Technology companies such as Facebook and Twitter have struck partnerships, more popularly known as zero-rating deals, with telecom operators and other internet providers in several markets in the past decade to make their services free to users to accelerate growth. Typically, tech companies bankroll the cost of data consumption of users as part of these deals.
In Bangladesh, such zero-rating deals have been popular for several years, said Ahad Mohammad, chief executive of Bongo, an on-demand streaming service, in an interview with TechCrunch (Extra Crunch membership required) .
Grameenphone and Robi Axiata, two of the largest telecom operators in Bangladesh, enable their mobile subscribers to access a handful of services of their partners even when their phones have run out of credit. Both telecom firms have said they are in the process to comply with Dhaka’s order.
It remains unclear whether Free Basics, a program run by Facebook in dozens of markets through which it offers unlimited access to select services at no cost, will continue its presence in Bangladesh after the nation’s order. Facebook relies on telecom networks to offer data access for its Free Basics program.
In Bangladesh, Facebook struck deals with Grameenphone and Robi Axiata, according to its official website, where Facebook continues to identify Bangladesh among dozens of markets where Free Basics is operational.
Several nations in recent years have balked at zero-rating arrangements — though they have often cited different reasons. India banned Free Basics in early 2016 on the grounds that Facebook’s initiative was violating the principles of net neutrality.
Free Basics also ended its program in Myanmar and several other markets in 2017 and 2018. Facebook did not respond to requests for comment.

Bangladesh regulator orders telcos to stop providing free access to social media

Apple unveils iOS 14 and macOS Big Sur features for India, China and other international markets

Apple will roll out a range of new features and improvements that are aimed at users in India, China and other international markets with its yearly updates to iOS, iPadOS, and macOS operating systems, it unveiled today.
iOS 14, which is rolling out to developers today and will reach general users later this year, introduces new bilingual dictionaries to support French and German; Indonesia and English; Japanese and Simplified Chinese; and Polish and English. For its users in China, one of Apple’s biggest overseas markets, the iPhone-maker said the new operating system will introduce support for Wubi keyboard.
For users in India, Apple is adding 20 new document fonts and upgrading 18 existing fonts with “more weights and italics” to give people greater choices. For those living in the world’s second largest internet market, Mail app now supports email addresses in Indian script.
Apple said it will also deliver a range of additional features for India, building on the big momentum it kickstarted last year.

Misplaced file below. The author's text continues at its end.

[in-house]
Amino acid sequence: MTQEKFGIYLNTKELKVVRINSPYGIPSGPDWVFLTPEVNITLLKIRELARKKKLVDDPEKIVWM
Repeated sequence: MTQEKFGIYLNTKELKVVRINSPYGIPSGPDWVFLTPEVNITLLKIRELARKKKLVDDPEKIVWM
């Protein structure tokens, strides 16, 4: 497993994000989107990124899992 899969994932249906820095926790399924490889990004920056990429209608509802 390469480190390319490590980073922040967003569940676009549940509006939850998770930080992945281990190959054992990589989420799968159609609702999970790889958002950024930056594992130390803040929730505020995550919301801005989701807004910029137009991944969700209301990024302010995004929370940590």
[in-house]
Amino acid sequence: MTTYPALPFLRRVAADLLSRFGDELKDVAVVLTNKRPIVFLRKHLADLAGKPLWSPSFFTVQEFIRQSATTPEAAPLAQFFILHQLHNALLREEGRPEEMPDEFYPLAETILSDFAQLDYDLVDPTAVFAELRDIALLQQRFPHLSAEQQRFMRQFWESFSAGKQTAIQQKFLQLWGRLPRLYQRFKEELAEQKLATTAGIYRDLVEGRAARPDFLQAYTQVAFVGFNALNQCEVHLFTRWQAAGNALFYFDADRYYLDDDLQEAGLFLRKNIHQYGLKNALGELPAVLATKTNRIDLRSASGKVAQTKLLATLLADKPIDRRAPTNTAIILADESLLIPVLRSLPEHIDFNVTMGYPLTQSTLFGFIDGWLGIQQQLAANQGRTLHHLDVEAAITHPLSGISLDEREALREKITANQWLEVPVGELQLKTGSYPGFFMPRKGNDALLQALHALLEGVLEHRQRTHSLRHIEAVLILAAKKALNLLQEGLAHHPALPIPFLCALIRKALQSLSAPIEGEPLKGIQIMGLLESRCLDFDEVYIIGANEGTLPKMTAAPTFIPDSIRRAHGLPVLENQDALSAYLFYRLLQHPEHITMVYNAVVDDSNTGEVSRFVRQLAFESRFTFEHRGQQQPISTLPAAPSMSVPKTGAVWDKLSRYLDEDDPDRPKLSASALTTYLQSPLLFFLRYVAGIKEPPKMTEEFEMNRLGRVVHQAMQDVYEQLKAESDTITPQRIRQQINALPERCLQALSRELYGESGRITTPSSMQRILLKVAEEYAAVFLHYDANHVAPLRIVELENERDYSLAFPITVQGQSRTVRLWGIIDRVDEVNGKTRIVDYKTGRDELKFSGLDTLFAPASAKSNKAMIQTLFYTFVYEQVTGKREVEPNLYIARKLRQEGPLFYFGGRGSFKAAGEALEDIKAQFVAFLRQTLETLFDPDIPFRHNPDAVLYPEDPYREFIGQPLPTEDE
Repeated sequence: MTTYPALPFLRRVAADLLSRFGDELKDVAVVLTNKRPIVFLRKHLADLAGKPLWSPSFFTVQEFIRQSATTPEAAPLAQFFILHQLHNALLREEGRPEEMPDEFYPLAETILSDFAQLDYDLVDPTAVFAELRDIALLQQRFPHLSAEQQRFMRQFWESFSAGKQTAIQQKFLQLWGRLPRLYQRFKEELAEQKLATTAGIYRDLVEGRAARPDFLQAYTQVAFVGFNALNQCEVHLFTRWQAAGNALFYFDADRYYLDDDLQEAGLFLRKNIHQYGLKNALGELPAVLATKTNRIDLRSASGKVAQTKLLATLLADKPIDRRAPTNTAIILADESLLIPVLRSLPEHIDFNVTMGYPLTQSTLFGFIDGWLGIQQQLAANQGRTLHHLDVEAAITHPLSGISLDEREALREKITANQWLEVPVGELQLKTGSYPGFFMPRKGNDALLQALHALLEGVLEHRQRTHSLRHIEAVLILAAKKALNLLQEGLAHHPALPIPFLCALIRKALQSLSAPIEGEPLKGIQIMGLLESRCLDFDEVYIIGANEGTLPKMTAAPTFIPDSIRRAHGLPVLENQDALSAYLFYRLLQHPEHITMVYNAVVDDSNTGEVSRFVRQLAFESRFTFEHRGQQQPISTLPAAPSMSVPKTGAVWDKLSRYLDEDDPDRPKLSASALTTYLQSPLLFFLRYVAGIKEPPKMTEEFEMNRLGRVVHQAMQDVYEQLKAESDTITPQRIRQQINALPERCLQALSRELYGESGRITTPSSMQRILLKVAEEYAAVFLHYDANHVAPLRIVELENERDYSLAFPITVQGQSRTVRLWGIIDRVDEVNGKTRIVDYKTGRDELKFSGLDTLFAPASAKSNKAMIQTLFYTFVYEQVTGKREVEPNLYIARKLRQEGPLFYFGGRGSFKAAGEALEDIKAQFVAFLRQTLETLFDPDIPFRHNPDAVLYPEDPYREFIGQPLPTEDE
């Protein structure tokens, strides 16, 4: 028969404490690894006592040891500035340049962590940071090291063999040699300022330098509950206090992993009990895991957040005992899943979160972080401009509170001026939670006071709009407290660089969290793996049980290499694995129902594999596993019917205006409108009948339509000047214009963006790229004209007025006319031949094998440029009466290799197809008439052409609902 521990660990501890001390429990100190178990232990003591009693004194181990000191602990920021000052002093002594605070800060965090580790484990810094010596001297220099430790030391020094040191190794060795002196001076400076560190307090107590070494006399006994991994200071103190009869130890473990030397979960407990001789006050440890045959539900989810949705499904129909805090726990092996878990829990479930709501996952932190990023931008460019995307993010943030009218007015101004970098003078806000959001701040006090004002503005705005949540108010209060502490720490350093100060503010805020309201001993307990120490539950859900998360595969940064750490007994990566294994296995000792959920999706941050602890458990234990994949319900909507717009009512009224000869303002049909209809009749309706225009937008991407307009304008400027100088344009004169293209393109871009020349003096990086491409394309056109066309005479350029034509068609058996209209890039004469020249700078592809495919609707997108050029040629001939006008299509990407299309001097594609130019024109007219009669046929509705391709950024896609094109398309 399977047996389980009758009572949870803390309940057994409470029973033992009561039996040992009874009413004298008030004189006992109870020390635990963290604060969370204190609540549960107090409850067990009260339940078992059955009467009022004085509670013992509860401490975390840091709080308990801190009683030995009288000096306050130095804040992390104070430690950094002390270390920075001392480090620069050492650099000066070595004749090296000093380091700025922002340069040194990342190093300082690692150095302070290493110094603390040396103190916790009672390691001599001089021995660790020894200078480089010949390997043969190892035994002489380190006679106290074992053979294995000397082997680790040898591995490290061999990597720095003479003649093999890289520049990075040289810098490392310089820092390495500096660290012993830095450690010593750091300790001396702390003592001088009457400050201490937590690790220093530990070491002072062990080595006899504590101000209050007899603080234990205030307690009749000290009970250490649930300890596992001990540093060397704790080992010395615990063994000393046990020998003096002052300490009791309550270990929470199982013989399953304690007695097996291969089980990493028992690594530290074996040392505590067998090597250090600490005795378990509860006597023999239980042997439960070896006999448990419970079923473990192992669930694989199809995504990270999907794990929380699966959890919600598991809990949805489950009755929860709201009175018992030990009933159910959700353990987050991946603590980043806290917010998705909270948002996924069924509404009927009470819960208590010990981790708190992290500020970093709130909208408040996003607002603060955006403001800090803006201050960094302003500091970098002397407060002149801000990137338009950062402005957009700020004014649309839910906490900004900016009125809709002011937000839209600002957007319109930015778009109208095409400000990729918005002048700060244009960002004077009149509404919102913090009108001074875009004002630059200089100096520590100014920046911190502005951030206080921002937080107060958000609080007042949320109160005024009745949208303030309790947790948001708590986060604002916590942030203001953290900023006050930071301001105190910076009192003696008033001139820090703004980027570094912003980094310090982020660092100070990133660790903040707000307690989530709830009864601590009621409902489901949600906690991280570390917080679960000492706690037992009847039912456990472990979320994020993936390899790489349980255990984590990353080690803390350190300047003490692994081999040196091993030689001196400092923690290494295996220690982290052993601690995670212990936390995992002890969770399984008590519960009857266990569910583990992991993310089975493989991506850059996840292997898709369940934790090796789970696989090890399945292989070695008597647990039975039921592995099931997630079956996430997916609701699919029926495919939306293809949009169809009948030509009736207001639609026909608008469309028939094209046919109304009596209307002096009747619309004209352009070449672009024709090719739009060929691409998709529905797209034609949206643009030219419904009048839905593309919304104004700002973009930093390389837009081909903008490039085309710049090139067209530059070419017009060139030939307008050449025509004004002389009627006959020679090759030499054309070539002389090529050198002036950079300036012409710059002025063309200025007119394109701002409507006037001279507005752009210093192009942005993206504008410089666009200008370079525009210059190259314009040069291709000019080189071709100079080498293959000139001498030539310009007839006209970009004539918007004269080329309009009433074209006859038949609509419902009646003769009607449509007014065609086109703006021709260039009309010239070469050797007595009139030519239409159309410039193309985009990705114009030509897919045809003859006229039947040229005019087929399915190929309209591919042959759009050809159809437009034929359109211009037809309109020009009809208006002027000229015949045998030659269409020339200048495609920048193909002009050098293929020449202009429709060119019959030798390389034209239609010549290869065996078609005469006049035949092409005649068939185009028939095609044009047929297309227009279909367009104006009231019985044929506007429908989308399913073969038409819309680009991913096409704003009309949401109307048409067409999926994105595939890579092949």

Messages now feature corresponding full-screen effects when users send greetings such as “Happy Holi” in one of the 23 Indian local languages.
More interestingly, iOS 14 will include smart downloads, which will allow users in India to download Indian Siri voices and software updates as well as download and stream Apple TV+ shows over cellular networks — a feature that is not available elsewhere in the world.
The feature further addresses the patchy networks that are prevalent in India — despite major improvements in recent years. Last year, Apple beamed a feature for users in India that enabled users in the nation to set an optimized time of the day in on-demand streaming apps such as Hotstar and Netflix for downloading videos.
New improvements further shows Apple’s growing focus on India, the world’s second largest smartphone market. Apple chief executive Tim Cook said earlier this year that the company will launch its online store in the country later this year, and open its first physical store next year. A source familiar with the matter told TechCrunch last month that the global pandemic had not affected the plan.
iOS 14 will also allow users in Ireland and Norway to utilize the autocorrection feature as the new update adds support for Irish Gaelic and Norwegian Nynorsk. And there’s also a redesigned Kana keyboard for Japan, which will enable users there to type numbers with repeated digits more easily on the redesigned Numbers and Symbols plane.
All the aforementioned features — except email addresses in Indian script in Mail and smart downloads for users in India — will also ship with iPadOS 14. And the aforementioned new bilingual dictionaries, new fonts for India, and localized messages are coming to macOS Big Sur.
Additionally, Apple says on the desktop operating system it has also enhanced predictive input for Chinese and Japanese results in more accurate and contextual predictions.

Here’s everything Apple announced in the WWDC 2020 keynote today

Apple unveils iOS 14 and macOS Big Sur features for India, China and other international markets